This unspeakable individual – who leapt into power with the same ethos as Ali Baba’s forty thieves, who created a government built on crime, corruption and wholescale looting of the nation’s wealth, who allowed a hate blogger to coordinate a campaign of vicious attacks on Caruana Galizia from within his own office and who did his utmost to block, scuttle and delay the start of the public inquiry in the first place – this man is using The Times to shoot a warning out to Robert Abela, first of all, but also, it seems to me, to anyone who might pose a threat to him.
Abela, however, is being openly threatened, by the man found guilty of enabling and facilitating the assassination of Malta’s leading journalist. Muscat may not have pulled the trigger himself, but per the public inquiry’s conclusions, as well as the European Parliament’s resolution, he is, effectively, responsible for Caruana Galizia’s murder.
Muscat made the slaying possible, by fostering a climate of hate towards Caruana Galizia, by installing puppet figures in the police, the courts, the prosecutors’ offices, by defending and supporting exposed money-launderers and bribe-takers, by endorsing deals so corrupt they make one’s hair stand on end.
The public inquiry conclusions, damning as they are, are no doubt part of the catalyst that spurred Muscat to pull The Times’ chain to demand the space to issue his Maltese-mafia-style fatwa to his cowering successor.
The report makes clear that, while the inquiry board itself had no power to make arrests or carry out the criminal investigations that should have been carried out years ago, the government and the police must finally act.
This means Abela has been pushed into a very tight corner. If he fails to take the actions recommended by the inquiry board, Malta’s goose is well and truly cooked on the international stage.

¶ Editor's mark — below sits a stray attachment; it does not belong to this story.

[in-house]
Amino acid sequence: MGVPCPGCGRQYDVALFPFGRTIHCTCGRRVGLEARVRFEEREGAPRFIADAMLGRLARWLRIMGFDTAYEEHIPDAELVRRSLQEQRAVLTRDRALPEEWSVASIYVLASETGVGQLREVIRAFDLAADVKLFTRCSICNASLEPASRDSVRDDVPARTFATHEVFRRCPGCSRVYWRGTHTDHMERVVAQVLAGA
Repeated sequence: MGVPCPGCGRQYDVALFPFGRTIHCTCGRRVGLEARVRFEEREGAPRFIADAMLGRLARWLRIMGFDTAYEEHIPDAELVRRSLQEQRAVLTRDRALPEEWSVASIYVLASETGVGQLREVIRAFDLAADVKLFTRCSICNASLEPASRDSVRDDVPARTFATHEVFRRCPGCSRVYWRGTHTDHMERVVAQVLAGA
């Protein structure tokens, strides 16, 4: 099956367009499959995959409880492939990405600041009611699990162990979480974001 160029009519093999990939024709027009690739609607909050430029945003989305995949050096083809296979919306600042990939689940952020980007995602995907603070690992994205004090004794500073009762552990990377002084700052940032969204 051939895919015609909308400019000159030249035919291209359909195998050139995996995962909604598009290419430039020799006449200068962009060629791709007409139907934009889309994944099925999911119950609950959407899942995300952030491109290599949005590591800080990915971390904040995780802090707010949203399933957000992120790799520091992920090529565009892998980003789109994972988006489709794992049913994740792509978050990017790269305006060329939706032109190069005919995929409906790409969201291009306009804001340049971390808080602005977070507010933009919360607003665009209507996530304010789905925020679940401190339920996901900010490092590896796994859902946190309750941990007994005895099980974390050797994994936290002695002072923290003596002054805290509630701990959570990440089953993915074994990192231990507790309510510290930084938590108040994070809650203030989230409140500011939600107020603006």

With the European Parliament and the FATF, as well as a host of other bodies, scrutinising every move his cabinet makes, or fails to make, brushing off the monumentous conclusions of the public inquiry would be akin to picking up a pen himself to cross out the word “grey” and insert the word “black” in its stead.
Ignoring the public inquiry’s report would be national suicide. I almost wrote national hara-kiri, but that implies an element of honour. This type of suicide would be as far removed from honour as Abela is from intelligent life.
But if he does start to implement those recommendations? That’s where Muscat’s interview comes in. Abela is being reminded that the succubus on his back is there to stay. Courtesy of the one reliable hot-weather-substitute dead fish Muscat has always been able to count on.
It’s also likely that the long-delayed indictment of accused murderer Yorgen Fenech for his part in the diabolical plot to kill Caruana Galizia earlier this week played at least some part in the artful dodger’s decision to issue his public menace to Abela.
Fenech’s statements to the police about Muscat’s closest confidante, accused financial criminal Keith Schembri, are the crack in the door into which any self-respecting policeman would be shoving his size nines and bursting open.
If I were Robert Abela, this is what I’d be hearing in Muscat’s venomous words: Remember who put you where you are now, remember that my people “love” me, remember whatever it is you too knew, or did, as you sat at my side during my six-year crime spree, my six years as the publicly acknowledged ‘boss of bosses’ of Malta’s pseudo-socialist mafia paradise. And above all, remember that I’ve not gone away, I’m only 47 and my history hasn’t been written yet.
The word on the street is that Abela’s stopped taking Muscat’s calls. But, as Muscat promptly reminded him, it’s too late for that. As the old saying goes, he who sups with the devil should have a long spoon. Abela’s choice to forego any spoon at all sealed his fate years ago.